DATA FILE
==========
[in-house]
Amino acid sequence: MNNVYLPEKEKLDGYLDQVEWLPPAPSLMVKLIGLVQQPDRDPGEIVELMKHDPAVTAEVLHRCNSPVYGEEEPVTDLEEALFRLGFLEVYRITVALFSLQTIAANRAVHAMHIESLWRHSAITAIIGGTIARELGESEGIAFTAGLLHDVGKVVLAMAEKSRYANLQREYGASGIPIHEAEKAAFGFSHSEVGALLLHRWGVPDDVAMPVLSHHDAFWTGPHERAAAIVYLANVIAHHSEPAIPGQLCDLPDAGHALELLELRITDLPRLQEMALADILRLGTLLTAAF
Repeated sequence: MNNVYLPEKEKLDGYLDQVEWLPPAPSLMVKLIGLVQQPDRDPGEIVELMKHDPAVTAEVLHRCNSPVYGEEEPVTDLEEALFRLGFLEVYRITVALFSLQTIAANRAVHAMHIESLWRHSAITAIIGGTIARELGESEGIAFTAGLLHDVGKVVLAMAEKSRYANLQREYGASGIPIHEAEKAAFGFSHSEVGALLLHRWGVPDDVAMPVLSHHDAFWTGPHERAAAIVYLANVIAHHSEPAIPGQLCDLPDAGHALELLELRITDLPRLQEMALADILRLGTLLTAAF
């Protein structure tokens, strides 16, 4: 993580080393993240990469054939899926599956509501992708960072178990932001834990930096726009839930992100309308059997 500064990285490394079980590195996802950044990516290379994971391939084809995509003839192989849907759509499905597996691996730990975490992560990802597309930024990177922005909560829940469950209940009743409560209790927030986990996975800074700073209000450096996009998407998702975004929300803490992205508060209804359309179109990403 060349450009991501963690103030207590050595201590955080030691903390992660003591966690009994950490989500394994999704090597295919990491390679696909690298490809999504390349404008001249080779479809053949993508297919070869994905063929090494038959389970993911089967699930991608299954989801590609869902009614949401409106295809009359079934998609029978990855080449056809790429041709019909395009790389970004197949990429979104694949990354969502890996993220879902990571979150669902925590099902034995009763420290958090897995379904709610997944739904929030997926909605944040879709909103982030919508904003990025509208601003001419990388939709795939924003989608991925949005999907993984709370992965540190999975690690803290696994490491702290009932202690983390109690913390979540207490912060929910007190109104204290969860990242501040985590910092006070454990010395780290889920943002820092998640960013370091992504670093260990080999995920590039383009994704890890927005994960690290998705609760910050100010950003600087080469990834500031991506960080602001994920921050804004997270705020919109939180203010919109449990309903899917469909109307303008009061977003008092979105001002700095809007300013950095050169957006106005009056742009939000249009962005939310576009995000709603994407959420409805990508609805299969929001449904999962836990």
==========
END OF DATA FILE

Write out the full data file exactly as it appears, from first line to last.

[in-house]
Amino acid sequence: MNNVYLPEKEKLDGYLDQVEWLPPAPSLMVKLIGLVQQPDRDPGEIVELMKHDPAVTAEVLHRCNSPVYGEEEPVTDLEEALFRLGFLEVYRITVALFSLQTIAANRAVHAMHIESLWRHSAITAIIGGTIARELGESEGIAFTAGLLHDVGKVVLAMAEKSRYANLQREYGASGIPIHEAEKAAFGFSHSEVGALLLHRWGVPDDVAMPVLSHHDAFWTGPHERAAAIVYLANVIAHHSEPAIPGQLCDLPDAGHALELLELRITDLPRLQEMALADILRLGTLLTAAF
Repeated sequence: MNNVYLPEKEKLDGYLDQVEWLPPAPSLMVKLIGLVQQPDRDPGEIVELMKHDPAVTAEVLHRCNSPVYGEEEPVTDLEEALFRLGFLEVYRITVALFSLQTIAANRAVHAMHIESLWRHSAITAIIGGTIARELGESEGIAFTAGLLHDVGKVVLAMAEKSRYANLQREYGASGIPIHEAEKAAFGFSHSEVGALLLHRWGVPDDVAMPVLSHHDAFWTGPHERAAAIVYLANVIAHHSEPAIPGQLCDLPDAGHALELLELRITDLPRLQEMALADILRLGTLLTAAF
């Protein structure tokens, strides 16, 4: 993580080393993240990469054939899926599956509501992708960072178990932001834990930096726009839930992100309308059997 500064990285490394079980590195996802950044990516290379994971391939084809995509003839192989849907759509499905597996691996730990975490992560990802597309930024990177922005909560829940469950209940009743409560209790927030986990996975800074700073209000450096996009998407998702975004929300803490992205508060209804359309179109990403 060349450009991501963690103030207590050595201590955080030691903390992660003591966690009994950490989500394994999704090597295919990491390679696909690298490809999504390349404008001249080779479809053949993508297919070869994905063929090494038959389970993911089967699930991608299954989801590609869902009614949401409106295809009359079934998609029978990855080449056809790429041709019909395009790389970004197949990429979104694949990354969502890996993220879902990571979150669902925590099902034995009763420290958090897995379904709610997944739904929030997926909605944040879709909103982030919508904003990025509208601003001419990388939709795939924003989608991925949005999907993984709370992965540190999975690690803290696994490491702290009932202690983390109690913390979540207490912060929910007190109104204290969860990242501040985590910092006070454990010395780290889920943002820092998640960013370091992504670093260990080999995920590039383009994704890890927005994960690290998705609760910050100010950003600087080469990834500031991506960080602001994920921050804004997270705020919109939180203010919109449990309903899917469909109307303008009061977003008092979105001002700095809007300013950095050169957006106005009056742009939000249009962005939310576009995000709603994407959420409805990508609805299969929001449904999962836990």